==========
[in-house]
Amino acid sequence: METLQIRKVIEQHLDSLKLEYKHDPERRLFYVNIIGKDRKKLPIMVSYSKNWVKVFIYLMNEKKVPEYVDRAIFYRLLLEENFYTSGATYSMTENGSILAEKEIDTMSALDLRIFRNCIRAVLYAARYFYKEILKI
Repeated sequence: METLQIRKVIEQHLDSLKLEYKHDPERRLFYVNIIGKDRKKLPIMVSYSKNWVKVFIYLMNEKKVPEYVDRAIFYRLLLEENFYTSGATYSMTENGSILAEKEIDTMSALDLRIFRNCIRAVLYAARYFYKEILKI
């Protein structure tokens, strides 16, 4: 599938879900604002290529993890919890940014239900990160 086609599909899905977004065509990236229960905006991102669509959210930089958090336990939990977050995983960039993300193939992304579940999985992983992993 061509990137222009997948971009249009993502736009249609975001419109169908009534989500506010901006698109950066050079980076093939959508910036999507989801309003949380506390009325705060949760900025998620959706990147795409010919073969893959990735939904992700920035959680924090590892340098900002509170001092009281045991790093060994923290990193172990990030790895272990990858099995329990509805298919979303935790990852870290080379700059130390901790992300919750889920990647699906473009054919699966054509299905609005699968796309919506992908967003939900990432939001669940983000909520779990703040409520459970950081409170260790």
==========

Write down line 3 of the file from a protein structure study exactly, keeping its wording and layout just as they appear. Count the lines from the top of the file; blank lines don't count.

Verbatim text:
Repeated sequence: METLQIRKVIEQHLDSLKLEYKHDPERRLFYVNIIGKDRKKLPIMVSYSKNWVKVFIYLMNEKKVPEYVDRAIFYRLLLEENFYTSGATYSMTENGSILAEKEIDTMSALDLRIFRNCIRAVLYAARYFYKEILKI